Discipleship: A Class Or A Journey

     My wife and I had just finished breakfast with friends at a local neighborhood restaurant. Leaving the restaurant and driving through the neighborhood we spotted a yard sale. You should understand that the only thing I enjoy less than holding a yard sale is attending someone else’s yard sale. But on the spur of the moment, I suggested that we stop and look around (much to my wife’s pleasant surprise, I might add). Rummaging around in someone else’s discarded stuff, I spotted it in a box of books. “It” was a “discipleship training manual” produced by the founding Pastor and staff of a local mega-church ministry. I had heard about their “discipleship program” from others, but I had never actually seen the manual. There in a box of miscellaneous books sat two unused copies for sale, along with the accompanying DVD set (O.K., I’m not even going to ask why they were unused, and being dumped in a garage sale). It’s against my religion to pay good money for bad books, but there it sat begging to be negotiated for. After some quick haggling, we settled on the outrageous sum of $1 (Just the book, no DVDs. Blood pressure.).
     Flipping through my newly acquired treasure confirmed my fears. Listen to the lecture, look up the verses, answer the question by filling in the blanks. Congratulations, you’re now a disciple. You know, the same way Jesus did it with the twelve. And that is sort of my point.
     American/Western Christianity seems determined to define discipleship as a class and a training manual, combined with participating in Church activities. In the process, we have traded depth for breadth. Big numbers. We’re very wide. We are also very shallow. One could say that we are as “deep” as a training manual can make us. Our discipleship classes operate on the assumption that we can turn nominal believers and religious consumers into committed self-denying disciples by teaching them “stuff” in a classroom, something even Jesus never tried to accomplish. Discipleship they way Jesus modeled it with the twelve represented the Company of the committed, not a class for the curious.
     But there’s more.
     A flood of articles in recent years has highlighted a disturbing reality. In our efforts to make disciples, we are combating profound biblical illiteracy. People both inside and outside the church do not know what the Bible teaches. That illiteracy extends to what Jesus taught about being a disciple of the Kingdom. We will never overcome that illiteracy in any meaningful way with a DVD set of lectures and a fill-in-the-blank workbook.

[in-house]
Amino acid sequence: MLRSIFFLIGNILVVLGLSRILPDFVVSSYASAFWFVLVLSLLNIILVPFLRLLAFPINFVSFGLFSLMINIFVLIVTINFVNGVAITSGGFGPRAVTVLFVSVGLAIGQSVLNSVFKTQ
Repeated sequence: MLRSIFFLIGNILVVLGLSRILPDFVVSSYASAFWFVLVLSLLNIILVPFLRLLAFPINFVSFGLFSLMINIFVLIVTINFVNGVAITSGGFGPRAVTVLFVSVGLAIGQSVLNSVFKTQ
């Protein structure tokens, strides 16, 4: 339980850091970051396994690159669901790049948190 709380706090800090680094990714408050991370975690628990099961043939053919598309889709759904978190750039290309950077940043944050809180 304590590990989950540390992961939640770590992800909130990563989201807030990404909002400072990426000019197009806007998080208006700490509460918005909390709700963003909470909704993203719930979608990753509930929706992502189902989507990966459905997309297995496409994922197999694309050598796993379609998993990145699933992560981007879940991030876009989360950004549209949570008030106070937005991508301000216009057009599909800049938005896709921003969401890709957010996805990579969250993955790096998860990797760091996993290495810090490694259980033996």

But there’s more.
     A training manual – any training manual – embodies someone’s agenda, and is structured to generate a pre-determined outcome. I’ve been a theological curriculum writer. I know how to formulate “learning objectives,” to write a curriculum to achieve those objectives, and then to devise a test to determine if the student has achieved the desired objectives. Tell me what outcome you want to achieve and I can write a training manual (complete with Bible verses to look up and nifty diagrams) to achieve it. It’s done all the time.
     But biblical discipleship embodies a journey of radical faith and radical obedience in the Kingdom of God, resulting in personal transformation and Christ-likeness, not a class engineered to produce a particular kind of worker. We need to stop and ask ourselves an honest question: What are we doing? Are we equipping disciples for their journey in the Kingdom, or are we simply training worker bees for our programs? Jesus never manipulated and cajoled disciples into a training class. He invited them to join Him on a journey of faith and obedience, and to discover the Kingdom of God. Is your goal to reproduce a class, a curriculum, and an outcome? Then go to Bible school. Classes produce and reproduce students. Yokes, crosses, and journeys produce and reproduce disciples. Too much of what passes for discipleship in American/Western Christianity is the product of a classroom, where lessons are taught, but never caught.
     But there’s more.
     In American/Western Christianity, discipleship discussions tend to emphasize methodology and classroom instruction. Jesus focused on relationship and on truth experienced over time. We offer a class. Jesus offered a yoke, a cross, and a journey. American/Western church leaders pride themselves in their supposed knowledge and understanding of methodology. After all, church growth methodology produced the mega-church movement. And who can argue with the success of having 2,000+ people attending your church every Sunday. Unfortunately, the mega-church movement has produced countless religious consumers. But it has produced few disciples, as their own studies “Reveal.” Beware of embracing a “discipleship methodology” devised by the same methodologists who created mega-churches filled with religious consumers. Biblical discipleship is not an exercise in religious consumerism on steroids.
     In the Kingdom of God, certain truths cannot be taught. They must be caught. In this sense, discipleship is more of a yoke than a book . . . or a workbook. In the discipleship school of Jesus, genuine discipleship is about accepting Jesus’ yoke of obedience to the call of the Kingdom and following that yoke wherever He and it lead us. Jesus yoked His disciples to Himself and refused to release them until their religion-shaped spirituality had given way and been replaced with a spirituality shaped around Himself.